There is so much to be found in the Sermon on the Mount - this is really the core of Jesus’ teaching.  The way that Phyllis and I alternated verses in our scripture reading today was by design.  Each snippet was a teaching that could have been a sermon in and of itself.  We could have spent weeks in the Beatitudes and weeks on the Lord’s Prayer and we could probably spend a full year looking at the entire Sermon on the Mount if we wanted to.  

But we’re not, not this year.  This morning we are going to look at the last part of today’s reading.  Jesus gives all of this teaching to his disciples, some of the best known teaching in the Bible, and concludes with these take-home words.

“Everyone who hears these words of mine” – and he is talking here about the whole Sermon on the Mount – “everyone who hears these words and acts on them is like the wise person who built their house on the rock.  The rains fell, the floods came, the wind beat down on the house but the house was secure because it was built on rock.  But if you hear my words but don’t act on them, it is like building your house on sand – the rains come, the wind blows, and the house falls.”

Jesus is talking about a faith that can survive hard times.  When those storms of life come, we need to be ready.  We need to be prepared.    

Jesus says that there are those who build their houses on sand.  When the storms come, the foundation will wash away.  And there are those who build their houses on rock.  Those houses are solid and will withstand the storms.

We know that when it comes to life, the storms will certainly come.  Storms can hit us suddenly and without warning.  There are also those storms that we can see coming on the horizon but can do nothing to stop.  

The theology class is discussing a video series about how religion has changed since 9/11.  It is amazing how much has changed in our world and in our society in the last 20 years.  One commentator described the change that we are experiencing in our culture as white water change, meaning that it is as fast and furious and sometimes as treacherous and turbulent as the white waters of a raging river.

The question for us is, How do we find stability?  How do we make our journey through life when so much is changing and changing so fast?  What is sturdy and stable and dependable in a time of such rapid change?

Jesus knew about rising waters and shifting sands of life.  There had been political upheaval brought about by the Roman occupation of Palestine.  It was a time when corruption in high places and competing religious and political factions made life disjointed and conflicted and just plain messy.  It was a time when many people lived at a subsistence level - one injury, one illness, one emergency away from disaster.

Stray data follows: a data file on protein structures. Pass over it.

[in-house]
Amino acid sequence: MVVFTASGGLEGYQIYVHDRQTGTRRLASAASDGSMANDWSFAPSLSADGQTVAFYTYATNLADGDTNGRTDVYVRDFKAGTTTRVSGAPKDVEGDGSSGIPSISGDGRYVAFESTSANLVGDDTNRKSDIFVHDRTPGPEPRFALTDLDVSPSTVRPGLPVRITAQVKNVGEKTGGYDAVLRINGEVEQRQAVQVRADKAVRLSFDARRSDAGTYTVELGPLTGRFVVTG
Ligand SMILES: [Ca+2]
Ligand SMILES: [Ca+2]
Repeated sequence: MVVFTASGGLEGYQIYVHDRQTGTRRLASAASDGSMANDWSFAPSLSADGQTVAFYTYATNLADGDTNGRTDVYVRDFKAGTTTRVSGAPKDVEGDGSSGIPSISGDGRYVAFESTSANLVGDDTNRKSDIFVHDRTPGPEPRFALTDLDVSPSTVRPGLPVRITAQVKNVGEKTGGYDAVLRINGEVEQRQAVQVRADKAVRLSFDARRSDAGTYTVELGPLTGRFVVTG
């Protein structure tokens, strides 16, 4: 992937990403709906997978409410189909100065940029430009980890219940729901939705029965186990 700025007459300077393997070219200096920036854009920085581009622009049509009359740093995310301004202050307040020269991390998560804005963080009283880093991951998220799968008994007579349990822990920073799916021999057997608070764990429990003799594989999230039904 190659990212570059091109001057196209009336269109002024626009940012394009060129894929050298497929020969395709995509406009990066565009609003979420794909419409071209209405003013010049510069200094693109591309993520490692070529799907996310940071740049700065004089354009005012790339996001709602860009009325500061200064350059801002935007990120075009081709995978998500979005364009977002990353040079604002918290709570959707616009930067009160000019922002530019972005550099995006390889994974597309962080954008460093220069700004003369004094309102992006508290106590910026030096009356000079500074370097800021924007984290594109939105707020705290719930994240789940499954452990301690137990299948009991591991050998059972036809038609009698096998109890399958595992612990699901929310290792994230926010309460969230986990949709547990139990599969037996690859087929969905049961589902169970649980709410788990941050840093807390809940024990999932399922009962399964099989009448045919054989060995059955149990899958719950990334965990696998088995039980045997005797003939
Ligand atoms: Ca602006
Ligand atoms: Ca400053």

Jesus speaks to people who have come out to hear him, people who want to follow him.  These are people facing difficult times, living hard lives, and Jesus speaks to them about how to live in such difficult times.

The foundation is crucial, says Jesus.  You have to build your lives on that which is solid and dependable.

Last spring I noticed that some cracks had appeared in our basement wall.  We wound up having to have some foundation repair work done.  We started looking into it, got a couple of estimates, and we started noticing advertisements for foundation repair all over the place.  If you watch the local news at 6:00 or 10:00, every other commercial is for foundation repair.  Almost every day, I see a truck or van from some foundation repair company in a driveway.

Over times, houses can settle, and sometimes the soil was not compacted as well as it should have been when the house was built.  Foundation problems, it turns out, are very common.

Jesus knows this.  And he knows that building on sand is inviting disaster.  He suggests a very firm and solid foundation - the rock of faith, the rock of hope, the rock of love.  He says, “Anyone who hears these words of mine and acts on them is like the person who built his house on the rock.”  Living by Jesus’ words is something you can absolutely build your life on.

Jesus has been speaking to the crowds who had gathered.  And we read that the people marveled, saying that he spoke as one with authority.  These weren’t just words for Jesus.  This was authentic, this was real, this was from the heart.  He wasn’t just talking about God; he had a deep connection to God.

Jesus had just spoken powerful words, but he concludes by saying that words are not what matter the most.

I’ve got a question for you: Five frogs were on a log.  Four decided to jump off.  How many were left?  Answer: Five -- because there’s a big difference between deciding to do something and actually doing it.

“Everyone who hears my words and acts on them will be like the wise person who built on the rock.”

Earlier in chapter 7, Jesus speaks of those who will call out “Lord, Lord” but are not interested in actually doing God’s will.  Having the religious lingo down is not what matters.  Having a trove of religious knowledge is not what really counts.  I mean, winning at Bible Trivia is great, but it’s not something to build your life on.